VF Corporation's $17 Billion Bet

With many retailers struggling to connect with their consumer bases, VF Corp. has predicted $17 billion in sales by 2017.

Apr 19, 2014 at 9:00AM

Last year, VF Corporation (NYSE:VFC) made a bold forecast. It said that by fiscal 2017, it would be pulling in $17 billion in annual revenue. When the company announced its fourth-quarter results earlier this year, things had gotten a little off track. VF revealed earnings that fell short of analysts' expectations, though, according to management, revenue growth put the company "roughly in line with [its] 2017 organic growth rate target."

The success of that plan lies heavily on the shoulders of a few brands, and none of them has more weight to carry than The North Face.

VF Corp.'s 2014 plan
Every journey begins with a single step, unless you're roller-skating to get there. For VF, 2014 is the first step and the biggest piece of that step -- let's call that bit "the stride" -- is the company's North Face brand. The North Face is part of VF's outdoor and action sports division, which accounts for around 55% of revenue.

The outdoor division also includes Timberland and Vans, along with a number of other major brands. In 2014, VF is hoping that the first half of the year will be driven by new growth all across the outdoor and action sports division. Marketing and expansion into China are going to be big drivers here, but the growth won't come without some competition.

In America, younger consumers are turning to exercise clothing as everyday clothing more and more. Gone are the days of purple spandex (please, please be gone). Now the fashion-forward are walking around in lululemon athletica (NASDAQ:LULU) pants. It's not for me but I understand it. Would you spend $90 on a pair of pants that only the gym gets to see or would you wear them in public to show them off?

Lululemon and the growth of The North Face
The North Face and Luluemon have been banking on the increase in fitness spending that has swept across the sector. In the 12 months through August last year, spending on fitness apparel rose 7% while general apparel spending rose just 1%. That's a trend that some analysts have traced back to Juicy Couture, before everyone wised up and decided that velour track suits were kind of ridiculous.

With the shift in popularity, VF Corp. has been able to take advantage of its already-strong North Face position, but Lululemon has suffered setbacks over the past year, leaving it out of the best bits of market growth. VF's path to $17 billion relies on solid growth from The North Face, and it looks like it's growth that the company can provide.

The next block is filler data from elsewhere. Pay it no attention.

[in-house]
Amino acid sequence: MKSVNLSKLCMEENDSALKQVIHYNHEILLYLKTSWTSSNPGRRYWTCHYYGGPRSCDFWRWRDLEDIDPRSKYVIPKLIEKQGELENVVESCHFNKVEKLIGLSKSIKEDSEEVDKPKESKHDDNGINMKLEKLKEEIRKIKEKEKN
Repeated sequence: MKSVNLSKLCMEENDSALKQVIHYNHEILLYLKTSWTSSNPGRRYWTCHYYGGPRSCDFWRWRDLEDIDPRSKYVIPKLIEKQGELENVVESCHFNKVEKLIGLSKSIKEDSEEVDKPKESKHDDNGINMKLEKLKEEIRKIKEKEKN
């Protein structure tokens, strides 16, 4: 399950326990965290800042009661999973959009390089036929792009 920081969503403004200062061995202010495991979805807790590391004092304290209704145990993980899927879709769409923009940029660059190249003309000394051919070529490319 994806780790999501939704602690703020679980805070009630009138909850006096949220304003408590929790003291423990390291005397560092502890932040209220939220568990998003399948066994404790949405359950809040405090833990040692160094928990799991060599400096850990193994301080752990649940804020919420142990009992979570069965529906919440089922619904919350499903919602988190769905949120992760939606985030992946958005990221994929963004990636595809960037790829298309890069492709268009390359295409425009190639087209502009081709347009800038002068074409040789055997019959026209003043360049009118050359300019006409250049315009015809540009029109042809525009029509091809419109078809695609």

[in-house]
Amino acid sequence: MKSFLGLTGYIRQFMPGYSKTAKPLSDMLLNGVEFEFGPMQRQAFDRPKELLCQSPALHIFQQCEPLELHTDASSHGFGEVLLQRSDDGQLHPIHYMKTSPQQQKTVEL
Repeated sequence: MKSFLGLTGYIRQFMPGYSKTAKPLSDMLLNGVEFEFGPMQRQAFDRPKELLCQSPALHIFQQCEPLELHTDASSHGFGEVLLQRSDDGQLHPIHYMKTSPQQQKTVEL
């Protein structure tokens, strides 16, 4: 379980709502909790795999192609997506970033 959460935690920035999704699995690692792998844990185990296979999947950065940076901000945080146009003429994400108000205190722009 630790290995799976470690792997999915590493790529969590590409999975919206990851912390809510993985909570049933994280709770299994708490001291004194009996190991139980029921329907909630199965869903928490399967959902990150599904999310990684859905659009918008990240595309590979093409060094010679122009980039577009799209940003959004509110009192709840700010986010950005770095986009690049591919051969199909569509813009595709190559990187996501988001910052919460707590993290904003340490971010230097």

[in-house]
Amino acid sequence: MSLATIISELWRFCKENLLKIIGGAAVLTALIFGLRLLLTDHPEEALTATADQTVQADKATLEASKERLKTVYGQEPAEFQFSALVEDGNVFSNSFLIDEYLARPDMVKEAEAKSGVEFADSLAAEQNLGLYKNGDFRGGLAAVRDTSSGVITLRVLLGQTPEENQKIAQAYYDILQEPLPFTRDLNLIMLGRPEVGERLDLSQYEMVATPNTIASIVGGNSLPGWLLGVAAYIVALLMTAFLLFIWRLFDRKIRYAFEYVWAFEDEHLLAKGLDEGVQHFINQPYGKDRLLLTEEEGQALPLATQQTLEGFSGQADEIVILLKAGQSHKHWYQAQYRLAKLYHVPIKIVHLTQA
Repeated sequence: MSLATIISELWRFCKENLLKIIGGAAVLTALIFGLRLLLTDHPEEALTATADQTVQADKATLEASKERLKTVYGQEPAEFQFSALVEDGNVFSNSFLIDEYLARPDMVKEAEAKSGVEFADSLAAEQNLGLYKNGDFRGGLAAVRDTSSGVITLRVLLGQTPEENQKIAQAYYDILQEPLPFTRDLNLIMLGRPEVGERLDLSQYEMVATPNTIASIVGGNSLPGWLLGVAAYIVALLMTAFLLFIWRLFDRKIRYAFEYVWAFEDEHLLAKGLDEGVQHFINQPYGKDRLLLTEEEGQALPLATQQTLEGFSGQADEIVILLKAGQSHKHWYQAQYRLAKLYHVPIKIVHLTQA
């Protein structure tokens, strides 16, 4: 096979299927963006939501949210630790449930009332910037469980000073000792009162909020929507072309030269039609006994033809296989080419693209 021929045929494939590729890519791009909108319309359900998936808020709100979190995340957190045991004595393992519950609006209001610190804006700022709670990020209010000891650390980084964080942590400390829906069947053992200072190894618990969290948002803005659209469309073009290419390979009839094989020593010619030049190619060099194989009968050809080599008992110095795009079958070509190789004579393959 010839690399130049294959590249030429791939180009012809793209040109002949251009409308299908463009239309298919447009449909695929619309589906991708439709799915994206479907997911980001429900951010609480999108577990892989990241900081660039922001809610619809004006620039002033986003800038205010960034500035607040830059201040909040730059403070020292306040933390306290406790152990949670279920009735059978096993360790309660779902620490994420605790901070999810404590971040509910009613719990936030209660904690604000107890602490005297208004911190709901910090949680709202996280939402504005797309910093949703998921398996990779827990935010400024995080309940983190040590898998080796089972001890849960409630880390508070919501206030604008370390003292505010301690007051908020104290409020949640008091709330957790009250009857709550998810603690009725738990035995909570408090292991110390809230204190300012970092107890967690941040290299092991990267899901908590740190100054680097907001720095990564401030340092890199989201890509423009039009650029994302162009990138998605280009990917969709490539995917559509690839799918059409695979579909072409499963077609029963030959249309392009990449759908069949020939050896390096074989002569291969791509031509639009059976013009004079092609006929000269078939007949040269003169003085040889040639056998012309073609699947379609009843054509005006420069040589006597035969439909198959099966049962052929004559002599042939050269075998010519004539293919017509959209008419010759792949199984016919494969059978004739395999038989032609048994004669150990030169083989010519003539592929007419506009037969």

The "exercise clothing worn on the street" trend seems likely to hold strong this year, which should keep the pedal pressed firmly down for The North Face. VF's plan for The North Face is to get the brand to $3.3 billion in revenue by the time 2017 rolls around. That's a lot of pressure to put on one brand, but I think VF Corp. is up to the challenge.

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Andrew Marder has no position in any stocks mentioned. The Motley Fool recommends lululemon athletica. Try any of our Foolish newsletter services free for 30 days. We Fools may not all hold the same opinions, but we all believe that considering a diverse range of insights makes us better investors. The Motley Fool has a disclosure policy.

A Financial Plan on an Index Card

Keeping it simple.

Aug 7, 2015 at 11:26AM

Two years ago, University of Chicago professor Harold Pollack wrote his entire financial plan on an index card.

It blew up. People loved the idea. Financial advice is often intentionally complicated. Obscurity lets advisors charge higher fees. But the most important parts are painfully simple. Here's how Pollack put it:

The card came out of chat I had regarding what I view as the financial industry's basic dilemma: The best investment advice fits on an index card. A commenter asked for the actual index card. Although I was originally speaking in metaphor, I grabbed a pen and one of my daughter's note cards, scribbled this out in maybe three minutes, snapped a picture with my iPhone, and the rest was history.

More advisors and investors caught onto the idea and started writing their own financial plans on a single index card.

I love the exercise, because it makes you think about what's important and forces you to be succinct.

So, here's my index-card financial plan:


Everything else is details. 

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